So there appears to be a bug in the AG creation where if you have a read only filegroup and select automatic seeding, it didn’t initiate the seeding for some reason. Looking in the SQL Server log on ALEX,it gave me the telltale permissions issue.

Figure 5. Seeding permission not granted

Granted, this is SQL Server 2016 where there’s the 3 minute “issue”, but that generally worked OK through the Wizard. I manually issued the ALTER AVAILABILITY GROUP ROFGAG GRANT CREATE ANY DATABASE and lo and behold …

Figure 6. Seeding initiated

You can also manually back up the database, copy it to the other server, and restore it to the instance that is the secondary replica. Either way, once the database was on the secondary replica, with seeding , it joined to the AG just fine. If you manually restore the database with NORECOVERY, the database has to be joined to the AG.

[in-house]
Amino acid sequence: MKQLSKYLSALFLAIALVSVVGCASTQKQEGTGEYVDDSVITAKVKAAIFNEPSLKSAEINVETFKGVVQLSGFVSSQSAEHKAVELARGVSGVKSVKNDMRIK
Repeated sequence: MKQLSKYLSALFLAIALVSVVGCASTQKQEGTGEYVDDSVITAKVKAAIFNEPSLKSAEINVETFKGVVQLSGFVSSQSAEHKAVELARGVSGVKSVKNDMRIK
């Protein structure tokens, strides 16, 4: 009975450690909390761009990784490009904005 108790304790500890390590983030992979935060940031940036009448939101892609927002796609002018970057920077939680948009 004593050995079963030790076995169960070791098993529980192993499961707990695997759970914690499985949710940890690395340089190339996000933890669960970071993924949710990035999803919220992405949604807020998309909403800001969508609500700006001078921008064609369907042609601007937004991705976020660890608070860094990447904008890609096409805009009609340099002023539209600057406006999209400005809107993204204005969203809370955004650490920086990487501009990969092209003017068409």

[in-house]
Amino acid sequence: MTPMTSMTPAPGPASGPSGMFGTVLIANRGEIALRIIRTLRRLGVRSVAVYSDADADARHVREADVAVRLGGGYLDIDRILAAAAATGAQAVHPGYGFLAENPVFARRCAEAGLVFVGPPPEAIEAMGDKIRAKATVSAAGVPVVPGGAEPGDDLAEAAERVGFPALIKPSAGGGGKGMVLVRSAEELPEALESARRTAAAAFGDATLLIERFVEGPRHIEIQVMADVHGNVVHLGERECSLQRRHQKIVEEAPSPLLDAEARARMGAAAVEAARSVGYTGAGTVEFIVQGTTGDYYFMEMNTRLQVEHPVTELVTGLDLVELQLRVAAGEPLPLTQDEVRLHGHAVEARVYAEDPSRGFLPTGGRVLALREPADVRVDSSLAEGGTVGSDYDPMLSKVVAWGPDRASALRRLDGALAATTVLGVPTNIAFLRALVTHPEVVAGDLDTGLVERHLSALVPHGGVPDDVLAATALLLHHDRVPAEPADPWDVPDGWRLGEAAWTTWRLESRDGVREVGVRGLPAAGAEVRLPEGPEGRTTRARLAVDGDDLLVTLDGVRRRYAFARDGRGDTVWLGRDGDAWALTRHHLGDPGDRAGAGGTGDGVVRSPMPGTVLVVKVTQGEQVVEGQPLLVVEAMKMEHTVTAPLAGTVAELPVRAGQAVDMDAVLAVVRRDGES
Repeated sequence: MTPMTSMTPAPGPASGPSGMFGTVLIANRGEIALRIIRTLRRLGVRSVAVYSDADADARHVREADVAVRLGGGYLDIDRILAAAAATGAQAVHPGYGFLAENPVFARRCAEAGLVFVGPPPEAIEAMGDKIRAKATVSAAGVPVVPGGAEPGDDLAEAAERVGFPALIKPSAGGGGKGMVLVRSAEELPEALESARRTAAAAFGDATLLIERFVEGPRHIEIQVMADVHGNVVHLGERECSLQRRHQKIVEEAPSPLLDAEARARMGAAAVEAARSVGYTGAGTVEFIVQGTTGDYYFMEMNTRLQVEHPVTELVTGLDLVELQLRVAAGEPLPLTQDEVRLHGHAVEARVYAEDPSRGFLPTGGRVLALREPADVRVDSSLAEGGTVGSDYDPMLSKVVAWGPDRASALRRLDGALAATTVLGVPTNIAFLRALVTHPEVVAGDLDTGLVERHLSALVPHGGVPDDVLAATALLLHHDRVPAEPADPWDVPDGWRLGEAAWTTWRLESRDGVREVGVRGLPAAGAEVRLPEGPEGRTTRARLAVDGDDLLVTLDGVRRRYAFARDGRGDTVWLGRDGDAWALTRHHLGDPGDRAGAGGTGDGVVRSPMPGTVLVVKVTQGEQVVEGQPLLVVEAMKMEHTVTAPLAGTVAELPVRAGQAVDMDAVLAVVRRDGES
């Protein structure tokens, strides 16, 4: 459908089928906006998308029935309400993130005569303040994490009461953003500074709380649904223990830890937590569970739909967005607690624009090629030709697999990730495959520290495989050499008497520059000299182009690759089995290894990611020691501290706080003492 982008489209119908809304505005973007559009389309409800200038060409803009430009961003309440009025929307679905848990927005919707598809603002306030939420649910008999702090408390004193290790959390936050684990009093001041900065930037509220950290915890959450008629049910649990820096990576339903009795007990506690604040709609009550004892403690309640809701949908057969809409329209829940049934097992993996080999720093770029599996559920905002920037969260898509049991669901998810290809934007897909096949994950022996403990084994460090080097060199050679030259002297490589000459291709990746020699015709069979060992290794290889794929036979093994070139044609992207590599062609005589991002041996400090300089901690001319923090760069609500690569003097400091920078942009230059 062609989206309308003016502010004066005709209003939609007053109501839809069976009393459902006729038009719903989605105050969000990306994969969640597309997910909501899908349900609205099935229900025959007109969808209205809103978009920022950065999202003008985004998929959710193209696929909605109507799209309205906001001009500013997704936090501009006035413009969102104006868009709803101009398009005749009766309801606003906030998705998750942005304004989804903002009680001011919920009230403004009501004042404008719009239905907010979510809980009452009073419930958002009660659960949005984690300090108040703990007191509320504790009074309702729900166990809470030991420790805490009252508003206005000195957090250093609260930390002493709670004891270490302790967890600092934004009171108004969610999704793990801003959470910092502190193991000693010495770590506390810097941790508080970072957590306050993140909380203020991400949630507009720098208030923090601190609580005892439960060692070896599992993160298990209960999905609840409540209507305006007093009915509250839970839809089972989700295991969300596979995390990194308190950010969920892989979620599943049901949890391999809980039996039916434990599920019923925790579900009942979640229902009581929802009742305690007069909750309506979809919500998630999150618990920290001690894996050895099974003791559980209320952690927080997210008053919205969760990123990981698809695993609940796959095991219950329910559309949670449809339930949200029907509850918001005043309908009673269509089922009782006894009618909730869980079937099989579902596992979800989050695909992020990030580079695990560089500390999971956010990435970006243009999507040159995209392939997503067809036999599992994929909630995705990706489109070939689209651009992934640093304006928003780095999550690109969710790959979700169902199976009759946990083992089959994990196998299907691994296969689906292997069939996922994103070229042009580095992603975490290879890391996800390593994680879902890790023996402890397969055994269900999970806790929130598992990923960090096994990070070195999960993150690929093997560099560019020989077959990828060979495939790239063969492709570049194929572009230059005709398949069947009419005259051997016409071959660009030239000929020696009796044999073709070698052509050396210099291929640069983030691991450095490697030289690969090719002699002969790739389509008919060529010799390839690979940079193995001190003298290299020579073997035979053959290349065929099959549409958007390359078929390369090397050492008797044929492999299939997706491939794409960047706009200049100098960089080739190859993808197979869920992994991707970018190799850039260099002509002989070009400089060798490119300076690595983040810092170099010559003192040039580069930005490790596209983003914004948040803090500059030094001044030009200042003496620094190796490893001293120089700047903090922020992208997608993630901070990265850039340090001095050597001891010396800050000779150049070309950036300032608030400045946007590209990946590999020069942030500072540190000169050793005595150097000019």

Figure 7. Join the DB to the AG

I inserted a few rows into a table on the read write filegroup, and everything is synchronized as expected. Keep in mind that on the secondary replica you have the same files as the primary and both filegroups. So having a read only filegroup works just fine with an AG.

Figure 8. AG status

I now deviated from the plan. What if you just want the read write filegroup on the secondary replica, and not everything? Does that work? To do this, I removed ALEX as a secondary replica and then deleted ROFGTestDB from that instance. On ALEX, I then restored ROFGTestDB, but just the read write filegroup. That means I wouldn’t get ROFG or its corresponding .ndf file.

Figure 9. Restoring just the read write filegroup